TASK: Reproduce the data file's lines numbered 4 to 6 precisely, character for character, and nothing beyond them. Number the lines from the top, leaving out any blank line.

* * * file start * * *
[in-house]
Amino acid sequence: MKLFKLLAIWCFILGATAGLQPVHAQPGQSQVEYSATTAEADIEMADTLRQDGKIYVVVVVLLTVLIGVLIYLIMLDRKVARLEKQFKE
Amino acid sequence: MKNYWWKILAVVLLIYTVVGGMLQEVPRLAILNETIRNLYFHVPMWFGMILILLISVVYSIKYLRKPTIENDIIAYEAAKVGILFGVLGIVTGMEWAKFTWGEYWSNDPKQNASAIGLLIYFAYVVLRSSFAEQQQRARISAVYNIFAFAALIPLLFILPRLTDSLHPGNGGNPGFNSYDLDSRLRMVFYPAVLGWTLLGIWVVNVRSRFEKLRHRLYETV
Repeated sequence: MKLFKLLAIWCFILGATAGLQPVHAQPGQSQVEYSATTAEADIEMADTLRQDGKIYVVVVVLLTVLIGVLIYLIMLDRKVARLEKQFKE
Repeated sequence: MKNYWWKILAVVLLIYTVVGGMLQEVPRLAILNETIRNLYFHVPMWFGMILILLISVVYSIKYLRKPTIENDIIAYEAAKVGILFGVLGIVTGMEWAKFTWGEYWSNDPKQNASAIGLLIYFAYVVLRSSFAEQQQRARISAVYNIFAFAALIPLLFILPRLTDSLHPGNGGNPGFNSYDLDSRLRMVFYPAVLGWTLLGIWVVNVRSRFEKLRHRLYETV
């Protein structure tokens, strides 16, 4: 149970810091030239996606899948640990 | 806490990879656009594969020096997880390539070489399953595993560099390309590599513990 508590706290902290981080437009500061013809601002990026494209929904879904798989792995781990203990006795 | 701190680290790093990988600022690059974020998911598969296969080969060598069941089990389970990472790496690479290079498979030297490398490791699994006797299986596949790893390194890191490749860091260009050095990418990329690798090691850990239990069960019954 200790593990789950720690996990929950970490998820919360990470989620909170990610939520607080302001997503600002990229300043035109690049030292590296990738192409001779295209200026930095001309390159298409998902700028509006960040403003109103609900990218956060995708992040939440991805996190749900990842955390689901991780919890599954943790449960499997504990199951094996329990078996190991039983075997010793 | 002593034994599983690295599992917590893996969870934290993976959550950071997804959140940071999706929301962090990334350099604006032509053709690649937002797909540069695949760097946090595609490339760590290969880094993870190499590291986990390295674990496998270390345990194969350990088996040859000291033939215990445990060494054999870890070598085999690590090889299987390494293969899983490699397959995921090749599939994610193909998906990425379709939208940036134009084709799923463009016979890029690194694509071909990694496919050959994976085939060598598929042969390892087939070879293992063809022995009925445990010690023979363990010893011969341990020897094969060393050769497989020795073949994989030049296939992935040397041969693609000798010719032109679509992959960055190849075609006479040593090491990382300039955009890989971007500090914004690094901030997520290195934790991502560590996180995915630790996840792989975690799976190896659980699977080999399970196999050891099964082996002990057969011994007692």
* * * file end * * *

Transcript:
Repeated sequence: MKLFKLLAIWCFILGATAGLQPVHAQPGQSQVEYSATTAEADIEMADTLRQDGKIYVVVVVLLTVLIGVLIYLIMLDRKVARLEKQFKE
Repeated sequence: MKNYWWKILAVVLLIYTVVGGMLQEVPRLAILNETIRNLYFHVPMWFGMILILLISVVYSIKYLRKPTIENDIIAYEAAKVGILFGVLGIVTGMEWAKFTWGEYWSNDPKQNASAIGLLIYFAYVVLRSSFAEQQQRARISAVYNIFAFAALIPLLFILPRLTDSLHPGNGGNPGFNSYDLDSRLRMVFYPAVLGWTLLGIWVVNVRSRFEKLRHRLYETV
């Protein structure tokens, strides 16, 4: 149970810091030239996606899948640990 | 806490990879656009594969020096997880390539070489399953595993560099390309590599513990 508590706290902290981080437009500061013809601002990026494209929904879904798989792995781990203990006795 | 701190680290790093990988600022690059974020998911598969296969080969060598069941089990389970990472790496690479290079498979030297490398490791699994006797299986596949790893390194890191490749860091260009050095990418990329690798090691850990239990069960019954 200790593990789950720690996990929950970490998820919360990470989620909170990610939520607080302001997503600002990229300043035109690049030292590296990738192409001779295209200026930095001309390159298409998902700028509006960040403003109103609900990218956060995708992040939440991805996190749900990842955390689901991780919890599954943790449960499997504990199951094996329990078996190991039983075997010793 | 002593034994599983690295599992917590893996969870934290993976959550950071997804959140940071999706929301962090990334350099604006032509053709690649937002797909540069695949760097946090595609490339760590290969880094993870190499590291986990390295674990496998270390345990194969350990088996040859000291033939215990445990060494054999870890070598085999690590090889299987390494293969899983490699397959995921090749599939994610193909998906990425379709939208940036134009084709799923463009016979890029690194694509071909990694496919050959994976085939060598598929042969390892087939070879293992063809022995009925445990010690023979363990010893011969341990020897094969060393050769497989020795073949994989030049296939992935040397041969693609000798010719032109679509992959960055190849075609006479040593090491990382300039955009890989971007500090914004690094901030997520290195934790991502560590996180995915630790996840792989975690799976190896659980699977080999399970196999050891099964082996002990057969011994007692």